What Is the Process for a Bone Marrow Transplant?


The steps in the bone marrow transplant process include pretransplant exam and tests, cell collection, conditioning treatment, infusion and recovery, according to the American Cancer Society. The bone marrow transplant process often takes place in a hospital setting but may occur on an outpatient basis.

The exams and tests determine if a bone marrow transplant is safe and beneficial for the patient based on the specific health condition, notes Mayo Clinic. The evaluation process to determine eligibility often includes a physical exam, blood tests, imaging tests, biopsy and mental health consultations. The evaluation process also determines if the donor cells come from the patient or a different donor. The physician collects the cells either from the blood using a catheter or from the bone marrow using needles inserted in the pelvic bone.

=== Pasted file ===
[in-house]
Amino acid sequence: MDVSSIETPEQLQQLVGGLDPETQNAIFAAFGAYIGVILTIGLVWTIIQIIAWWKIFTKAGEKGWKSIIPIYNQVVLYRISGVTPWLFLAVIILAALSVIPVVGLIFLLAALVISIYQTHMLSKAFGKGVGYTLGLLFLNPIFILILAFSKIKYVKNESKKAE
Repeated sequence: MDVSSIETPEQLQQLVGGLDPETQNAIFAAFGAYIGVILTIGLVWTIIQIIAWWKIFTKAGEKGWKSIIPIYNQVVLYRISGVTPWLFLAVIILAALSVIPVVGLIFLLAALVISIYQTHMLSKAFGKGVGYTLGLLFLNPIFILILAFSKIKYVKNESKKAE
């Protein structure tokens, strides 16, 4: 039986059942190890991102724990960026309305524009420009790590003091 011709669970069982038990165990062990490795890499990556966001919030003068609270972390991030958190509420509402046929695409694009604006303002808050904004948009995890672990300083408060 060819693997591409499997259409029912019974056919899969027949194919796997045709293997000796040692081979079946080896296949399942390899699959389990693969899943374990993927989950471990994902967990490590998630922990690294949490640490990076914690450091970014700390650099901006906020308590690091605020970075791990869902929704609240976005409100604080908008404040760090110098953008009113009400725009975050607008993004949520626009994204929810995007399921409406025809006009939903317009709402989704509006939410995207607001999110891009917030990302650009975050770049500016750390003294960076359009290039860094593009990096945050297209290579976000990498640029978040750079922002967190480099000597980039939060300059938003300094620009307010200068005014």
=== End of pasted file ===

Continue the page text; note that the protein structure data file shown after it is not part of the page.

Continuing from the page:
The conditioning treatment prepares the body for the transplant by making room for the cells, destroying cancer cells or suppressing the immune system to reduce the risk of rejection, states the American Cancer Society. Chemotherapy and radiation treatment are often used as conditioning treatments and may take one or two weeks. The infusion process involves transferring the cells through an IV catheter. The patient stays awake during the infusion process.

Most patients leave the hospital after the transplant unless signs of allergic reactions occur, says Mayo Clinic. The patient returns daily to check the blood count and watch for signs of infection. Additional follow-up care varies based on the individual patient's needs.